Dr. Flor Munoz
Q: Is it important which flu vaccine your child will get this year and when?
A: Many people are unaware of it, but influenza can be a very serious illness.It causes thousands of deaths in the United States each year, even among previously healthy people Children.. Protecting children from viruses such as influenza is even more important, as COVID-19 is still expected to be widespread this fall and winter.
As a parent, the best thing you can do to protect your child from the flu is to get the vaccine right away. All children over 6 months Influenza vaccine as soon as possible. Everyone around your child should be vaccinated.
For 2021-22 Influenza season, Two types of influenza vaccines are available. The first is what many call it a flu shot. The second comes as a nasal spray. All vaccines available to children this year include four influenza viruses (two A and two B viruses).
Both AAP and the US Centers for Disease Control and Prevention reach as many children as possible Influenza vaccine Every year. AAP is available this year, Child age When Health status It is given to the child without priority. This season, both types of influenza vaccine (flu vaccination or nasal drops) can be given according to the indication and preference.
If your child is eligible for the COVID-19 vaccine, you can get it at the same time as or at any time with the flu vaccine. Talk to your pediatrician about getting your child to get the flu vaccine along with other recommended immunizations.
Last year’s flu season was unusual, with physical distance to prevent the spread of COVID-19, wearing a mask, hand hygiene, and other measures that could do the same for the flu. However, influenza and COVID-19 are projected to spread this winter.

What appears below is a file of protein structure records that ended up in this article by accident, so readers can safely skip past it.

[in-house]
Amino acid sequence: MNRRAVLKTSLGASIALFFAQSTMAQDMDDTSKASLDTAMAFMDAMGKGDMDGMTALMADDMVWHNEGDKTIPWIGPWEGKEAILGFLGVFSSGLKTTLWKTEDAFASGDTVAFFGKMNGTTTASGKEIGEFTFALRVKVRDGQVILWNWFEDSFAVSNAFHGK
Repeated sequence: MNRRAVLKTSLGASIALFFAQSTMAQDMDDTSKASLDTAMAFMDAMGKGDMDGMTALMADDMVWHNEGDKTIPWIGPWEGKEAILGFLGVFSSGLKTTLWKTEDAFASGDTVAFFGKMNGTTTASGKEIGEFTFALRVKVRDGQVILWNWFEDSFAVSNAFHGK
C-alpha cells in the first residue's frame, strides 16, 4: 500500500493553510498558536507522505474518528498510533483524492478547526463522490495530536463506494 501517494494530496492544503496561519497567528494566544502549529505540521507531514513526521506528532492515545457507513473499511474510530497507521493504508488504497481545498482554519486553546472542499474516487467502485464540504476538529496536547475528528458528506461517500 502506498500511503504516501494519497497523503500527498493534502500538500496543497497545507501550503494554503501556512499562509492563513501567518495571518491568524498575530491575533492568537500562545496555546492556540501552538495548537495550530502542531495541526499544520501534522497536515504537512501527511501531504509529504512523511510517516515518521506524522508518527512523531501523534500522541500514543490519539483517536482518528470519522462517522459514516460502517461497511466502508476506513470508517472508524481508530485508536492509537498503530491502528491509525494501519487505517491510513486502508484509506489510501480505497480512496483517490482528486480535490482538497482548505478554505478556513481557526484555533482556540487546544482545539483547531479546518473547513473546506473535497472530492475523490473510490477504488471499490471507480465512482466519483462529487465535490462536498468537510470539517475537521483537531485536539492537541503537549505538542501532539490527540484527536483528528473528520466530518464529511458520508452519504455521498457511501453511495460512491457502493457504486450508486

Children with COVID-19 can be vaccinated against the flu even after recovering from the COVID-19 illness. Keep in mind that symptoms such as stuffy nose and runny nose can make stuffy nose difficult. Nasal spray vaccination.
Children who have had an allergic reaction after being vaccinated against the flu in the past should see an allergist. An allergist can help parents decide whether their child should be vaccinated against the flu each year. Children with a history of egg allergies can be vaccinated against the flu.
If possible, children should be vaccinated against the flu immediately. If your child got the flu vaccine from the previous year in March or April, you don’t have to wait. The flu season usually peaks in February, so it’s never too late to shoot. Children 6 months to 8 years old should be vaccinated twice if they are new to vaccination influenza, Or if you have only been vaccinated once before July 1st.
Going to your pediatrician’s office is a great idea vaccination.. Your pediatrician knows your child best. The pediatrician’s office has information on your child’s health and you can easily track your flu shot with your health record.
More than ever, it’s important to stay connected with your pediatrician and your healthcare facility. Many pediatricians also offer influenza vaccination clinics such as curbside clinics and drive-through clinics.
If the child needs to go to another location, such as a pharmacy or retail store, parents should share the received document with the pediatrician.
Remember that vaccination is the best way to protect your child, yourself, and your parents and grandparents from the flu.
© 2021 Tribune Content Agency, LLC.
Quote: Ask your pediatrician: Which flu vaccine should your children get this year? (November 22, 2021) Obtained November 22, 2021 from https://medicalxpress.com/news/2021-11-pediatrician-flu-vaccine-children-year.html
This document is subject to copyright. No part may be reproduced without written permission, except for fair transactions for personal investigation or research purposes. Content is provided for informational purposes only.
Which flu vaccine should children get this year? Source link Which flu vaccine should children get this year?
The post Which flu vaccine should children get this year? appeared first on California News Times.